6

Chiavarino, et al. [1] report that where electrophilic substitution occurs with carbocations (borazole more often undergoes addition), it does so on nitrogen. Nucleophiles such as methanol prefer boron. We can explain that result in terms of both molecular orbitals and the Wheland intermediate. In the molecular orbital explanation, recall the familiar ...


3

Learning the unknown sample is called analysis and is a subject of analytical chemistry. But your question is probably not about this. You mean "can i guess something without knowing chemistry at all?" And answer is yes! Look at the food salt. Do you know it without any knowledge of chemistry? Yes, you do! But how much? You know what it looks like, ...


4

Stay with the carbonate. In the course of the reaction $\ce{HCl}$ is formed. The aim is to remove this from the reaction mixture both as soon as well as complete as reasonably possible. Compare The addition of sodium acetate will increase the complexity of your reaction mixture. $\ce{HCl}$ is soluble in methanol (reference), and upon dissociation ($\ce{...


2

Yes, theoretically speaking, you CAN use it (not that you should), but only with suitable organic solvent and it also depends on the grade of Calcium chloride you have. I'll try to keep my answer as short and precise as possible. Two things to consider, as I said before, are the grade of Calcium chloride and the organic solvent used. • Calcium chloride can ...


3

Similar to @MathewMahindaratne's comment: if you know the drying agent suits your needs well enough, keep it. In particular here, sodium sulfate is a neuter one (as is calcium sulfate, too) is a safe option because while drying the organic layer, the agent will neither protonate, nor deprotonate your product. Thus, if the protocol states $\ce{Na2SO4}$, ...


1

The key, as emphasized in Zhe'a comment to Mathew's answer, is that the cyclic intermediate is achiral. This ensures a perfect racemic product mixture ("erasing" the stereochemical information, i.e. you could have started with the other enantiomer as a reactant and obtained the same product mixture). Here is a 3D rendering of the stereochemistry ...


1

An acid catalysed dehydration reaction of alcohols will always proceed with the removal of -OH as H2O molecule and therefore, will be dependent on the formed carbocation's stability because the rate deternining step for this process is formation of carbocation. Carbocation Carbocation can be stabilized by inductive effect, field effect, mesomeric effect (or) ...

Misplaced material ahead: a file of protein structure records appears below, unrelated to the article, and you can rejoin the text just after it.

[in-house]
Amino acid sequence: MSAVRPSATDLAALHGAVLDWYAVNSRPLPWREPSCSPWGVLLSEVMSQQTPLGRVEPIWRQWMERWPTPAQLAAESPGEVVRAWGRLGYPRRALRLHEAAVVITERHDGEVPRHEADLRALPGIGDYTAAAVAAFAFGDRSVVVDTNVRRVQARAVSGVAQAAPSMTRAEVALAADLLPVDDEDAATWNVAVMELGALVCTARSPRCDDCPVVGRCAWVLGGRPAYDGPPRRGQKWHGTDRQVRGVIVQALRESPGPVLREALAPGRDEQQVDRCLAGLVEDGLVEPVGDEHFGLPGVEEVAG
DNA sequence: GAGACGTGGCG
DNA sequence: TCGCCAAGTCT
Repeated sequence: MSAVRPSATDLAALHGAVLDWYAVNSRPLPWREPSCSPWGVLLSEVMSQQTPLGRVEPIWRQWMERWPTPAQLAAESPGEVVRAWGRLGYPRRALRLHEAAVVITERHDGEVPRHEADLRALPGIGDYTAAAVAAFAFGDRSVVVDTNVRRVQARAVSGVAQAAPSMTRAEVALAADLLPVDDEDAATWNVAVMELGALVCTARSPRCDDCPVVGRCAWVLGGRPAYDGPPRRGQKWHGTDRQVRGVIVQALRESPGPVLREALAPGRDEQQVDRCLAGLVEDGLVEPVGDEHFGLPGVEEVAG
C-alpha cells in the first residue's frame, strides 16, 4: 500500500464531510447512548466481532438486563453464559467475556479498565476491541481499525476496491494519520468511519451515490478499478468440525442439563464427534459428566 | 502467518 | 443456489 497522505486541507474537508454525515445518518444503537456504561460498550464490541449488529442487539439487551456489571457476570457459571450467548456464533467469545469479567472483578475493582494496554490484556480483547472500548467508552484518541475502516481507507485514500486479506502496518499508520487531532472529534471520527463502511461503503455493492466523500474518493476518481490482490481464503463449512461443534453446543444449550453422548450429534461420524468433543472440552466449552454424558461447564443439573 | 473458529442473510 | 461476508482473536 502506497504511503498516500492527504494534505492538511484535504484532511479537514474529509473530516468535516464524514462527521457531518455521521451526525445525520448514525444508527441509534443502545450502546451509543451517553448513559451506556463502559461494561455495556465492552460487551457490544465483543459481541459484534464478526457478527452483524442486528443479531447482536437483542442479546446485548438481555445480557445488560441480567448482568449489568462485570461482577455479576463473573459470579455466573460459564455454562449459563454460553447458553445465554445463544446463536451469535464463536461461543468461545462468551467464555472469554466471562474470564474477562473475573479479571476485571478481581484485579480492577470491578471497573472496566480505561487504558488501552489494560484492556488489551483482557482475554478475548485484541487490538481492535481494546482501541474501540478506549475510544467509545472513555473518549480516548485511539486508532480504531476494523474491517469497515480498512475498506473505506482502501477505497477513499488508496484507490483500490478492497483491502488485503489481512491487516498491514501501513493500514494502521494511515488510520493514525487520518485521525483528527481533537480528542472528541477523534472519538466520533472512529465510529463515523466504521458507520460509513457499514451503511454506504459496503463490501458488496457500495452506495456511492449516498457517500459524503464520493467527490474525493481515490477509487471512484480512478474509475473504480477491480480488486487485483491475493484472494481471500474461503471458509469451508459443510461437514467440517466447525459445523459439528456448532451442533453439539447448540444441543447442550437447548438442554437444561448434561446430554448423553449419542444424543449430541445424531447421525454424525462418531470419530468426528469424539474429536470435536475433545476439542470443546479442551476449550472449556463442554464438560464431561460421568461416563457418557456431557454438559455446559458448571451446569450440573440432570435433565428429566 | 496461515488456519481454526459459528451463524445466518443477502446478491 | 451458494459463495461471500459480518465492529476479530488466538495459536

2

Your basic assumptions are correct. It can be observed as such: In Q the carbocation is stablised by resonance, inductive and hyperconjugative effects so it is quite stable and will be formed fastest. Comparing P and R: In P, a secondary carbocation is formed and there are 4+1 or 5 hyperconjugative structures possible. Moreover, the inductive effect is also ...


5

The full name of the compound is 3,4-methyl​enedioxy​methamphetamine, which is typically abbreviated as "MDMA". It is commonly used recreationally, and is casually referred to as "ecstasy", "molly", "E" and many other names.


2

Background Charles Coulson was the originator of Coulson's Theorem, a useful tool for the chemist. It allows you to make "back of the envelope" estimations of hybridization if bond angles are known. Conversely, if one knows the hybridization from, say, $\mathrm{p}K_\text{a}$ or $J_{C^{13}-H}$ data, then the bond angle can be estimated. The key ...


1

I highlighted the some of your attempts: $\ce{H_d}$ has $\mathrm pK_\mathrm{a} \approx 9$, so it will not be the most acidic. This assumption is correct. For aspartic acid, $\mathrm pK_\mathrm{a}(\ce{H3N+}) = 9.6$. $\ce{NH3+}$ has very high -I effect but no mesomeric effect, so $\ce{H_c}$ appears to be quite acidic. But at the same time it is at the ...


3

A simple way to compare the $\mathrm pK_\mathrm a$ of $\ce{-NH3+}$ and $\ce{-COOH}$ in such a scenario would be to assume the situation when the amino acid becomes a zwitter-ion. A zwitter-ion is a molecule that has both positive and negative charges on it. In an amino acid, the $\mathrm {pH}$ at which this is seen is known as the isoelectronic point. Let's ...